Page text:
Visitors to both markets will likely come across items they have no experience cooking or baking with, which is where the vendor’s expertise comes in. For example, Seven Stars Bakery, located in Providence, recently began milling flour in house and occasionally has selections for customers of the North Kingstown market. (Freshly milled flours normally can’t be found in grocery stores because they go rancid sooner than typical store-bought brands, according to Allison Nelson, a Seven Stars employee.)
Gardiner said many customers are confused when they find Brussels sprouts still on the stalks at the market, as they’ve never seen them in their “natural” state. But the word “natural” is thrown around a bit too often, he said, which results in mislabeling. As a farmer himself, the food his farm produces may not be certified organic, but he always makes sure to use sprays that don’t kill all insects, especially ones that are beneficial to the plant.
The question, “Is this organic?” comes up often, he said. In most cases, the products are not. But it opens up the discussion about method. For example, Bill and Linda Browning of Browning Homestead Farm in Matunuck pride themselves on their livestock raising methods and do not give their animals hormones, antibiotics or any other medications, nor do they force-wean any calf, lamb or piglet.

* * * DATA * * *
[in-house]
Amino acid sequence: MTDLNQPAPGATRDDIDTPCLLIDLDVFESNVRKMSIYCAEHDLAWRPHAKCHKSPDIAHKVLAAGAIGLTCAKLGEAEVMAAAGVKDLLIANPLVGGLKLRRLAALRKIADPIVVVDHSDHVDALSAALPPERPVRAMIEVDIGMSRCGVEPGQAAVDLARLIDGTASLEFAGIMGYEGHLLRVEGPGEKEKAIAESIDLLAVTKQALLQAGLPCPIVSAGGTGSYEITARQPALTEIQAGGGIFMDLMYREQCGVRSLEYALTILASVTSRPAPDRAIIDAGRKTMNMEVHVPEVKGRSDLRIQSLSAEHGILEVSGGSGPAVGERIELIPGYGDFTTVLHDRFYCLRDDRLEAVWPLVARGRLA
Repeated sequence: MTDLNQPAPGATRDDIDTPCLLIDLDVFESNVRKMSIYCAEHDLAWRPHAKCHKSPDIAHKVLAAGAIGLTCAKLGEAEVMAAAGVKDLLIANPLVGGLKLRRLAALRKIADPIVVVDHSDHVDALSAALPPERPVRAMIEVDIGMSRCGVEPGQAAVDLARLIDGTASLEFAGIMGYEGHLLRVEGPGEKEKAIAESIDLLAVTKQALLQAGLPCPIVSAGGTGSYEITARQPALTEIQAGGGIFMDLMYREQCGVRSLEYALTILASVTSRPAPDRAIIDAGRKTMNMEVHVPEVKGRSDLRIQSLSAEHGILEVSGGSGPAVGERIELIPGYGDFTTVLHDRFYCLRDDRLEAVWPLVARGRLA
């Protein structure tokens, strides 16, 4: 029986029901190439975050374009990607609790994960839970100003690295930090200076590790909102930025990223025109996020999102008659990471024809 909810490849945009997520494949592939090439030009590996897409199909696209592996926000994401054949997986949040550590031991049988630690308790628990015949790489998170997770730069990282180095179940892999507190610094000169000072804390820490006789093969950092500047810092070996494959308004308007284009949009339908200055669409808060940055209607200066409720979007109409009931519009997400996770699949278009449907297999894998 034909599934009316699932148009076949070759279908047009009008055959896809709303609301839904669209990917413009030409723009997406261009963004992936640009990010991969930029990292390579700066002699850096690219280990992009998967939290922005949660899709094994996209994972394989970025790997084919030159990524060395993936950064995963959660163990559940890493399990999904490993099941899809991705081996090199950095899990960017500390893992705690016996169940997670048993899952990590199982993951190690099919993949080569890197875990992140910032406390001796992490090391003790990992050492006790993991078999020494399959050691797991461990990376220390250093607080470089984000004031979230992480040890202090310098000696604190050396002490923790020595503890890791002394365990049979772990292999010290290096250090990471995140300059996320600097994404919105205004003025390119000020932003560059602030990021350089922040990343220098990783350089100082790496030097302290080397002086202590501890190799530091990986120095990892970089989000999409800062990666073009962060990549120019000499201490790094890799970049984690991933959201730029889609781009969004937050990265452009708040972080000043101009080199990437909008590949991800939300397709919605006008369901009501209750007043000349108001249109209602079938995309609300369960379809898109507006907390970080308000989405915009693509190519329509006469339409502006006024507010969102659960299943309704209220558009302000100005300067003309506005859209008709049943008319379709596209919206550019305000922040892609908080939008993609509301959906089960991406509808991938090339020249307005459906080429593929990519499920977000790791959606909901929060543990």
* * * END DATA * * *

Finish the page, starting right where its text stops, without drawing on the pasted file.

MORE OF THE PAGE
Their animals, which include a rare breed of pig called American Guinea Hog, are all fed food grown on the homestead grounds. “Part of the responsibility of having a heritage breed is to sustain it and sustain the farm,” Linda said. “We care about the quality of the land.”
“Quality” is a word that is frequently heard around vendor stands, whether in discussions about the land where vegetables grow, the textiles, meat or the taste of locally grown celery. Even in the winter, the offerings are plentiful.


Coastal Growers Halloween Market ~ Vendor Costume Contest!

10.31.15 Barden the Hulk

Barden Family Orchard ~ The Hulk!

10.31.15 Casey Farm - Peter Pan

Casey Farm ~ Peter Pan

10.31.15 Zephyr Wizard of Oz

Zephyr Farm ~ Wizard of Oz

Reynolds Barn Goats

Reynolds Barn ~ Nadine the Zebra Goat

10.31.15 Bravo Telletubbies

Bravo Woodfired Pizza ~ Telletubbies

10.31.15 Pats Bacon & Eggs

Pat’s Pastured ~ Bacon & Eggs

10.31.15Baseball Bat Meri

Meri ~ The “Baseball Bat”